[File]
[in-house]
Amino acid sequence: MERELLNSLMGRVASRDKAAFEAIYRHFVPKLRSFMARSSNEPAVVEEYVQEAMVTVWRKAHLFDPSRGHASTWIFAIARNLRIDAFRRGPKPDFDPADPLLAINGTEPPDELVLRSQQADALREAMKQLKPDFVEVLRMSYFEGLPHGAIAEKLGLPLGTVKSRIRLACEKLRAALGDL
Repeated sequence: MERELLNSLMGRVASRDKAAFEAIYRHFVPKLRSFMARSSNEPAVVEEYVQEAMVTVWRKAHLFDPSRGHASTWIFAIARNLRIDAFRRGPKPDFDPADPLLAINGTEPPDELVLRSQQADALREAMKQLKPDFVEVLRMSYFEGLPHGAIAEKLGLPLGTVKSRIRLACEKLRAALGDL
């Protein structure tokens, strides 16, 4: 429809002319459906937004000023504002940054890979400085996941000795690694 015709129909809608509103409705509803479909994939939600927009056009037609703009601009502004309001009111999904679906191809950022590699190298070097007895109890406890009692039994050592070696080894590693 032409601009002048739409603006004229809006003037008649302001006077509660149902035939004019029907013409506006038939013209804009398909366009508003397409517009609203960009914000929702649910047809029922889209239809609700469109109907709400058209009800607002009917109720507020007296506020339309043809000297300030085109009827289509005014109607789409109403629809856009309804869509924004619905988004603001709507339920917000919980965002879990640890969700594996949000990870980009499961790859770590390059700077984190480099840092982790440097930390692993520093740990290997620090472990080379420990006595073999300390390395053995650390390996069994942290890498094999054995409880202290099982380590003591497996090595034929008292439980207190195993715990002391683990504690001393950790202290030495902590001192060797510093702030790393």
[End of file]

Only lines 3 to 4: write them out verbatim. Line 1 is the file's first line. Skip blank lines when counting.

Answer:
Repeated sequence: MERELLNSLMGRVASRDKAAFEAIYRHFVPKLRSFMARSSNEPAVVEEYVQEAMVTVWRKAHLFDPSRGHASTWIFAIARNLRIDAFRRGPKPDFDPADPLLAINGTEPPDELVLRSQQADALREAMKQLKPDFVEVLRMSYFEGLPHGAIAEKLGLPLGTVKSRIRLACEKLRAALGDL
């Protein structure tokens, strides 16, 4: 429809002319459906937004000023504002940054890979400085996941000795690694 015709129909809608509103409705509803479909994939939600927009056009037609703009601009502004309001009111999904679906191809950022590699190298070097007895109890406890009692039994050592070696080894590693 032409601009002048739409603006004229809006003037008649302001006077509660149902035939004019029907013409506006038939013209804009398909366009508003397409517009609203960009914000929702649910047809029922889209239809609700469109109907709400058209009800607002009917109720507020007296506020339309043809000297300030085109009827289509005014109607789409109403629809856009309804869509924004619905988004603001709507339920917000919980965002879990640890969700594996949000990870980009499961790859770590390059700077984190480099840092982790440097930390692993520093740990290997620090472990080379420990006595073999300390390395053995650390390996069994942290890498094999054995409880202290099982380590003591497996090595034929008292439980207190195993715990002391683990504690001393950790202290030495902590001192060797510093702030790393």